Death to Tolerance and Inclusion!

Back in June we posted about a new mosque that was being constructed inside a church in Berlin. This was to be a special, tolerant, progressive mosque: women would not be separated from men, and Sunnis, Shi’ites, and Alewites could all pray together side by side.


Since then, the real meaning of “interfaith” has become apparent. As the Muslim Brotherhood describes it, interfaith is the bridge by which infidels cross over to Islam, but no traffic will ever be allowed in the opposite direction.

The tolerant mosque in Moabit was a bridge too far by the standards of most Muslims in Germany. Seyran Ateş, the visionary Turkish-German woman who conceived the idea for an inclusive mosque, has received numerous death threats and is now under special police protection.

It’s obvious that as far as Islam is concerned, “tolerance” and “inclusion” are for rubes — that is, for the infidels. And Seyran Ateş is either one of those rubes, or a supremely skilled practitioner of taqiyya. You decide.

Many thanks to Ava Lon for translating this brief video clip, and to Vlad Tepes for the subtitling:

See also this article from Deutsche Welle.

Video transcript:

00:00   The founder of the moderate mosque in Berlin Seyran Ateş
00:04   will be more strongly protected by the police after more than 100 death threats.
00:08   The lawyer and women’s rights activist
00:12   is committed to a secular and liberal/moderate Islam.
00:16   She has already been the victim of an attack, and
00:20   sustained life-threatening wounds. In the Berlin district of Moabit
00:24   she founded, with other people, a mosque where men and women,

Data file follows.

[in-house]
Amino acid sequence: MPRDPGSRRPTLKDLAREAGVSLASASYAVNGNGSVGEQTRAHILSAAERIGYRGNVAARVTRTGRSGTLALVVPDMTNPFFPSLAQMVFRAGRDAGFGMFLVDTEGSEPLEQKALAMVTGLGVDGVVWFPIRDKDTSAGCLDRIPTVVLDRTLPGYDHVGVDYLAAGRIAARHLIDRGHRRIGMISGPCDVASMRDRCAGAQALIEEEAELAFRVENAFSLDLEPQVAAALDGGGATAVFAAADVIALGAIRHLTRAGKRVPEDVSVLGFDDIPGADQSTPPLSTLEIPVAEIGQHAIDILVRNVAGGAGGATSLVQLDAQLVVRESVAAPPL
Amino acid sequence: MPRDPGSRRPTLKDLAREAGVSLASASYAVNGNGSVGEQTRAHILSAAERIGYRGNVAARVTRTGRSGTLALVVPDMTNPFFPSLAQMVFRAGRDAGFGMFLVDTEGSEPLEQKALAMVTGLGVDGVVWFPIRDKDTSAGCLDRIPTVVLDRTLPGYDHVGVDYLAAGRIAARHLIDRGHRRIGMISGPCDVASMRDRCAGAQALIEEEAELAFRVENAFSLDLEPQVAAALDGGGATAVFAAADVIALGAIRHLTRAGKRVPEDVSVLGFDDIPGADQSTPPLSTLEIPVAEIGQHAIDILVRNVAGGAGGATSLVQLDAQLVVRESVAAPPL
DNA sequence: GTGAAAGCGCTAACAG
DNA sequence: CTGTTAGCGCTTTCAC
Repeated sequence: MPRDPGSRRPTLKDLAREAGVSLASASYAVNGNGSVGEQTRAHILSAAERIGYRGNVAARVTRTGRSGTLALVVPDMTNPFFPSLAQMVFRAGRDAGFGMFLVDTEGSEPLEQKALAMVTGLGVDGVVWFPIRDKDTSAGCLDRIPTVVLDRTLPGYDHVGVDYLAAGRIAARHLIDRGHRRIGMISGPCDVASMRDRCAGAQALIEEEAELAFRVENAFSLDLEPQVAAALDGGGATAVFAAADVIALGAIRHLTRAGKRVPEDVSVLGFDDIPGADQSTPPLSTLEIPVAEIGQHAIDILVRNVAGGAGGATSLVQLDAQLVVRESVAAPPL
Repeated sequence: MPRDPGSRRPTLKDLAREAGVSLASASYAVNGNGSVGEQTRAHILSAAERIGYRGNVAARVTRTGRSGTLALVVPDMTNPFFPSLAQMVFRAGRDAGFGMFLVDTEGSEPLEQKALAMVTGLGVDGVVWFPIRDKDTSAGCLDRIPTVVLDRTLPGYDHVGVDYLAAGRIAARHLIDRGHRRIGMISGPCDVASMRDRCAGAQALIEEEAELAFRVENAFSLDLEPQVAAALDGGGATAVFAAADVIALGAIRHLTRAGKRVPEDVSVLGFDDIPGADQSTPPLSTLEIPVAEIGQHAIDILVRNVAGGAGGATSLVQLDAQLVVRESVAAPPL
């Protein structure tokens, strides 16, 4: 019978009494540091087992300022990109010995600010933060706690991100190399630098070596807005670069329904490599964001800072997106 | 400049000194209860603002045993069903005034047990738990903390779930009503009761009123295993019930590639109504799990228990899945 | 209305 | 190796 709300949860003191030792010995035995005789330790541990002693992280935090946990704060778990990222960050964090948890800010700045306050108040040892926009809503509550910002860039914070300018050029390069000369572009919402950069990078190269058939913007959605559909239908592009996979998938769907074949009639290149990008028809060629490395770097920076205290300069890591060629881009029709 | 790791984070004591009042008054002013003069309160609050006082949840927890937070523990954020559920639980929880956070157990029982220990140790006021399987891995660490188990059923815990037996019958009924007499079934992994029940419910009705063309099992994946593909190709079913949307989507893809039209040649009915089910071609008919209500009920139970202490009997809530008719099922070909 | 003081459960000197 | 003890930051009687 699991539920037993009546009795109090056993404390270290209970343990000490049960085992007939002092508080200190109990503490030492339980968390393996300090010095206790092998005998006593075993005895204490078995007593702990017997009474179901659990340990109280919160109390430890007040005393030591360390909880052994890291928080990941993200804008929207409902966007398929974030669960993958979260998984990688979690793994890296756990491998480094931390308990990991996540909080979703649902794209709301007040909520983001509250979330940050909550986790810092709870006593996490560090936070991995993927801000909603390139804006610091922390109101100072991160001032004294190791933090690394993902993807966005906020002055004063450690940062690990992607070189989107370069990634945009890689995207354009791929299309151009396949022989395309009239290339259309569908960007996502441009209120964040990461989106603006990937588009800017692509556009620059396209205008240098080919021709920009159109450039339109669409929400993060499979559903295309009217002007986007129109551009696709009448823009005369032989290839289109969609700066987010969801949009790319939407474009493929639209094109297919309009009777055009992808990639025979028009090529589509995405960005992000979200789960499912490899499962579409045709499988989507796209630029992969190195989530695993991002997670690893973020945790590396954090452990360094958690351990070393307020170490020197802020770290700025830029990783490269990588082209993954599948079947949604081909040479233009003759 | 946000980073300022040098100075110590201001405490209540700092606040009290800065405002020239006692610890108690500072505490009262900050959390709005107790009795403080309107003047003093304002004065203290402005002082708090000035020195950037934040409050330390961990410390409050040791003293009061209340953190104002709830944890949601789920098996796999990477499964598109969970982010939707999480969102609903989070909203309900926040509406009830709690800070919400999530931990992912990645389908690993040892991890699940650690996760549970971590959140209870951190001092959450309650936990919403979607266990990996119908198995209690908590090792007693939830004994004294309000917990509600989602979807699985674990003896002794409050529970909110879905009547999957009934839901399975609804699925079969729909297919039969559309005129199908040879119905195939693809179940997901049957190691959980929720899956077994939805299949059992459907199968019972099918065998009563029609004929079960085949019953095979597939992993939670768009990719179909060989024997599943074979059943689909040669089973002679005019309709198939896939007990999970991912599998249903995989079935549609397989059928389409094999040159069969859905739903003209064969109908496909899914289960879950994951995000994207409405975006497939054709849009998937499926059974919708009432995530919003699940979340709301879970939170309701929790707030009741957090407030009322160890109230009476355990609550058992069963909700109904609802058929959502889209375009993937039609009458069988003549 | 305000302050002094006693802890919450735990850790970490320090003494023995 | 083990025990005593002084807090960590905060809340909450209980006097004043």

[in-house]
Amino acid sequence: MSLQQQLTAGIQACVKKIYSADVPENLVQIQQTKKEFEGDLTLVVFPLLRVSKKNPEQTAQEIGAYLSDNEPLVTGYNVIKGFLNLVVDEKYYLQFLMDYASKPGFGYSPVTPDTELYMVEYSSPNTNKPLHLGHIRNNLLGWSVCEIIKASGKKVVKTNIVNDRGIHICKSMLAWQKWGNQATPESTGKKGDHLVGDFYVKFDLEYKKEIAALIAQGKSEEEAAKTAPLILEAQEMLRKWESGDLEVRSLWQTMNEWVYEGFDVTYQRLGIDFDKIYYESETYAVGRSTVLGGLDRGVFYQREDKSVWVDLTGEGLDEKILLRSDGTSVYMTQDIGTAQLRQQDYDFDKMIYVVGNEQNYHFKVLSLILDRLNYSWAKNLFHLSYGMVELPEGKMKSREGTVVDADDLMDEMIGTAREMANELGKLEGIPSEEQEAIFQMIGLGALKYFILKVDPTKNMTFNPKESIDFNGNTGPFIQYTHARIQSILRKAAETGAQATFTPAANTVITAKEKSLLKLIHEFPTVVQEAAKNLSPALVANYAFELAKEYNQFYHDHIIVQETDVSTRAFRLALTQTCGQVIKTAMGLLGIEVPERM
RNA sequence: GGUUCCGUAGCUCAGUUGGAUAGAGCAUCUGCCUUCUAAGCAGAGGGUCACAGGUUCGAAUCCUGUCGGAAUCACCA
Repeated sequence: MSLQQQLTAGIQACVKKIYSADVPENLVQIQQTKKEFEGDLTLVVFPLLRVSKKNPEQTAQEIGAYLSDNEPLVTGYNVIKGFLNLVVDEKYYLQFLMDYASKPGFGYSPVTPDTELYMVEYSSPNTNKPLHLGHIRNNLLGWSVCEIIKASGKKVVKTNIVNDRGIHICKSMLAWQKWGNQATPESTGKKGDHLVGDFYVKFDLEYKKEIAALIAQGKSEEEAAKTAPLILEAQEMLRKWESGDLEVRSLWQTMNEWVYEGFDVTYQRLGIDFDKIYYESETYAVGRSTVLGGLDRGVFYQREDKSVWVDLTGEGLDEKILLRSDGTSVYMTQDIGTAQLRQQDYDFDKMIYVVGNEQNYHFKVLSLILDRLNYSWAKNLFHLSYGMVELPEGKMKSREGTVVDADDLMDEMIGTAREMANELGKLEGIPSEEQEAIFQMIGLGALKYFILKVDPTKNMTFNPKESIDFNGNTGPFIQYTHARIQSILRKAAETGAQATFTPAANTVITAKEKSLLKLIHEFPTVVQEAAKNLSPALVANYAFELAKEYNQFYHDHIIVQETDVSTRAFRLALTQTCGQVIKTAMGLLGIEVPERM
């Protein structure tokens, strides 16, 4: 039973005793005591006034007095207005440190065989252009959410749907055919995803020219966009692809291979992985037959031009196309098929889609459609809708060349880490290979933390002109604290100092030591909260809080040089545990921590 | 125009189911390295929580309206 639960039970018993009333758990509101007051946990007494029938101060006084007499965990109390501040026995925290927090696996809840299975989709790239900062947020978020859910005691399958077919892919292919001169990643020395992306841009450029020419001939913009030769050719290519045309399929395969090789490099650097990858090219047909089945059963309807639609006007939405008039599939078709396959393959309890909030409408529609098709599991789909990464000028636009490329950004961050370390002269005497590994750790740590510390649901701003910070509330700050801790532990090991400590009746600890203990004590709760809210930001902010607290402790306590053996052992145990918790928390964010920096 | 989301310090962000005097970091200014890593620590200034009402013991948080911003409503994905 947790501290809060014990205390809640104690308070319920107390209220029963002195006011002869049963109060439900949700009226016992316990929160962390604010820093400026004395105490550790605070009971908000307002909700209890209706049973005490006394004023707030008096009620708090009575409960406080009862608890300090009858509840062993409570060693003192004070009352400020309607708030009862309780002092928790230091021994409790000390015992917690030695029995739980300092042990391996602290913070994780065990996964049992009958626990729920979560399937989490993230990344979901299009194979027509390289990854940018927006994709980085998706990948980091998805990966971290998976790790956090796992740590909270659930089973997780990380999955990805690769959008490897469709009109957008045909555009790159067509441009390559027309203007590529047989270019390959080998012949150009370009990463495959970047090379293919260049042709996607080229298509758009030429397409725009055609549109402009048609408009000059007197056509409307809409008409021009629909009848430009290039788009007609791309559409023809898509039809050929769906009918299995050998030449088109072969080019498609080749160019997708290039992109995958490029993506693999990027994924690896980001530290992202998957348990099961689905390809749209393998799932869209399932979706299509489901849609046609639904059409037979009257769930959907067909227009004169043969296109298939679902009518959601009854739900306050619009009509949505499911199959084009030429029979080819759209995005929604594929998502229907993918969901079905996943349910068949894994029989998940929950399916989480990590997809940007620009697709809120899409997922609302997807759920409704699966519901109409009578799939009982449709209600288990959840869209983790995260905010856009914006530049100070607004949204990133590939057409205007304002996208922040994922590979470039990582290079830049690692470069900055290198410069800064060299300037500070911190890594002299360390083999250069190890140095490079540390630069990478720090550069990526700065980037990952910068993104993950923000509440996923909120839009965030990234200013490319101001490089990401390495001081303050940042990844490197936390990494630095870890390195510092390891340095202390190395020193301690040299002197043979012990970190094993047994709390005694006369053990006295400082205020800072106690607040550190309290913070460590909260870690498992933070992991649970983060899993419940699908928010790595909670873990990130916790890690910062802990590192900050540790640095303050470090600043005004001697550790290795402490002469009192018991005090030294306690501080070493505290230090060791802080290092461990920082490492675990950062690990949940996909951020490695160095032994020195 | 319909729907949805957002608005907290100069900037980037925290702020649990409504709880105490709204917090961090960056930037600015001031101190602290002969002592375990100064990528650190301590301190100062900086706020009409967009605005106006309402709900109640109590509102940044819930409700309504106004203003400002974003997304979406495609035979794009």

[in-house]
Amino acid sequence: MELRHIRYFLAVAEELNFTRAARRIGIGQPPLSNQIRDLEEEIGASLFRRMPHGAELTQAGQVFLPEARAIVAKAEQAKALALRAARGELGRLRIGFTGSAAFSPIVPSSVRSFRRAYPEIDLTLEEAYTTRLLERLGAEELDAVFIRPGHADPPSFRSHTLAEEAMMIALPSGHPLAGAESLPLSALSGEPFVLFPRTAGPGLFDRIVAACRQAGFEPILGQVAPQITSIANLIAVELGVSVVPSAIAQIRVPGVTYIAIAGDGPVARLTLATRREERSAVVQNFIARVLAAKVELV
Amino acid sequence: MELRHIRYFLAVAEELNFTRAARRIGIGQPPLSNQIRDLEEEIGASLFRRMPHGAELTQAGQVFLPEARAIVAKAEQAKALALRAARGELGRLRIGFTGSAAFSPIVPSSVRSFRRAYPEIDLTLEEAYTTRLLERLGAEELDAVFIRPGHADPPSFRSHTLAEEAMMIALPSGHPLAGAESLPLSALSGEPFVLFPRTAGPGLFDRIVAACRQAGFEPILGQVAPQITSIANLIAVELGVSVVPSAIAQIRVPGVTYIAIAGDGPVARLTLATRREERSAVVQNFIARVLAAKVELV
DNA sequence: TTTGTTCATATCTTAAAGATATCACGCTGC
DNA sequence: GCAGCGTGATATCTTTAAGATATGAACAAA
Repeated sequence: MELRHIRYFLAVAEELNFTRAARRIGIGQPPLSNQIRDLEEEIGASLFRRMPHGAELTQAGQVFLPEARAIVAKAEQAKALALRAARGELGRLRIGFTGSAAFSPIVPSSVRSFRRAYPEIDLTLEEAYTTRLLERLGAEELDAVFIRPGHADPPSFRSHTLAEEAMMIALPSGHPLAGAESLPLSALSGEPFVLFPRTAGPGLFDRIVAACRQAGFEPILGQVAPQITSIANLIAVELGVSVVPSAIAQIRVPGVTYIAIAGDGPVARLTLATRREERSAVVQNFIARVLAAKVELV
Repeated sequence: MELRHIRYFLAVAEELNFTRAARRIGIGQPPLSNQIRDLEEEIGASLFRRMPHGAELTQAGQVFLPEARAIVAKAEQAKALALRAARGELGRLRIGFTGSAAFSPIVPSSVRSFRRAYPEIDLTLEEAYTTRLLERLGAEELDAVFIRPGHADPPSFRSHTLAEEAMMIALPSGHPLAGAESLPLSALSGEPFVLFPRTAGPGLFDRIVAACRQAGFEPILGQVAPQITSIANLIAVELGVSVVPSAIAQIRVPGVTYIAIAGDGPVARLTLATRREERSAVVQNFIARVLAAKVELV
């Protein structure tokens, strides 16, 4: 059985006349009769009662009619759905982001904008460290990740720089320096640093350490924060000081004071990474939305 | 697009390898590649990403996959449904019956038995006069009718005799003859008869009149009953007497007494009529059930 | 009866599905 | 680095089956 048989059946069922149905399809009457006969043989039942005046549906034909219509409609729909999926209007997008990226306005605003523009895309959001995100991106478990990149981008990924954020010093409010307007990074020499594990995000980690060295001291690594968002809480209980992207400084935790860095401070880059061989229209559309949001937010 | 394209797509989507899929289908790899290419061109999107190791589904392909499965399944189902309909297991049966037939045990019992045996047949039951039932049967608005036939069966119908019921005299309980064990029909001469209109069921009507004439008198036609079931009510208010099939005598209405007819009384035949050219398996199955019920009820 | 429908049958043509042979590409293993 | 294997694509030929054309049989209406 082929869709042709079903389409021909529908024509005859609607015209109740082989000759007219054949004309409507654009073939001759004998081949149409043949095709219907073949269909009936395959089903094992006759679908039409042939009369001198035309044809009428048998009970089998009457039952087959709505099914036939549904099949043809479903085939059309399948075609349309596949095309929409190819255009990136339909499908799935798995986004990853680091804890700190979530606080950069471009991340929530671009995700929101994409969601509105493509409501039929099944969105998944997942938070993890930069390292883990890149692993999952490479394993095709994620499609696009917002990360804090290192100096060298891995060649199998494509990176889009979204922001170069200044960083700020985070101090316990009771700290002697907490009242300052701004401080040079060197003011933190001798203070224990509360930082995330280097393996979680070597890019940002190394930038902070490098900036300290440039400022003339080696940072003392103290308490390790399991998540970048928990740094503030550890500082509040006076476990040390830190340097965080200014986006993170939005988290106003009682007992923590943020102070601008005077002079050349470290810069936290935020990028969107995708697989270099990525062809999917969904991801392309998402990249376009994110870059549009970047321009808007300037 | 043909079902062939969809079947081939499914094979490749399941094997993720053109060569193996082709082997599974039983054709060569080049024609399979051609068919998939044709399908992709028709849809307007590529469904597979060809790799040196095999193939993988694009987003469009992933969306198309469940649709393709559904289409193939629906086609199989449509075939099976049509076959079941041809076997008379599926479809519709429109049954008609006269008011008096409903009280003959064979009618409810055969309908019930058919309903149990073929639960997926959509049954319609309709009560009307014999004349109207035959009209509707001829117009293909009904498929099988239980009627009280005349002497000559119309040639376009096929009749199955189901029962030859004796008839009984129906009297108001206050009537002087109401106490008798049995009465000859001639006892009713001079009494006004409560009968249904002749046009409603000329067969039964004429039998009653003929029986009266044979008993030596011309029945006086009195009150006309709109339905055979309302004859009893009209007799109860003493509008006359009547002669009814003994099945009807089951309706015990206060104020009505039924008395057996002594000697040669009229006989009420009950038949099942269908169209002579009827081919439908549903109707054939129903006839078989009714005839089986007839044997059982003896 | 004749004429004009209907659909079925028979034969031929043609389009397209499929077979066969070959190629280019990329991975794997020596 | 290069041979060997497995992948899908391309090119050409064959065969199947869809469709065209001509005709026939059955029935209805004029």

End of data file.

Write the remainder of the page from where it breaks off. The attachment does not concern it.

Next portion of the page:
00:28   Sunnis, Shia, and Alevis pray together.

13 thoughts on “Death to Tolerance and Inclusion!

  1. Hilarious.

    Next the whole ‘former’ church becomes a mosque and game over for infidels – go play somewhere else.

    And so it goes – 1 day, 1 building, 1 street, 1 neighborhood at a time.

    The dye is cast – Powell was correct.

    • Notwithstanding the truth of what you write about Enoch Powell’s Rivers of Blood speech of 1968, it is actually die not dye.

      One die, two dice.

      You cast or roll dice, plural of die, in a dice game.

      • Okay, if we’re going to get technical:

        The ‘die’ referred to here is not a gambling die, it’s a die as in ‘tool and die,’ meaning you are casting molten metal to form a particular shape for a particular purpose; once the metal takes that shape, the purpose is determined.

        When the Divine Julius took his army across the River Rubicon, he uttered the famous line, “Alea iacta est,” rendered in English as “The die is cast.” He didn’t mean he was taking a gamble, he meant he had taken a step that could not be taken back.

        Hence he modern phrase “crossing the Rubicon” used to mean choosing a course of action that is now irrevocable.

        • *sigh*

          Instead of ‘used to,’ I should have written ’employed to’ because colloquially ‘used to’ carries the implication of ‘once but no longer.’

          J.C.’s phrase still packs a punch. I believe there’s even a motor vehicle named Rubicon.

        • The reporter of this phrase is Suetonius. I do not see any evidence of “die” being a metal stamp after looking at Wikipedia, which while never being authoritative per se, often gets to the crowd-sourced truth on its Talk pages. But someone on them comments that if the die were a metal one as you say, the sentence would be “moneta fusa est”. Apparently “alea” referred to an early form of backgammon in Caesar’s time.

          So could you provide the source for your opinion that metal and not gambling dice are meant?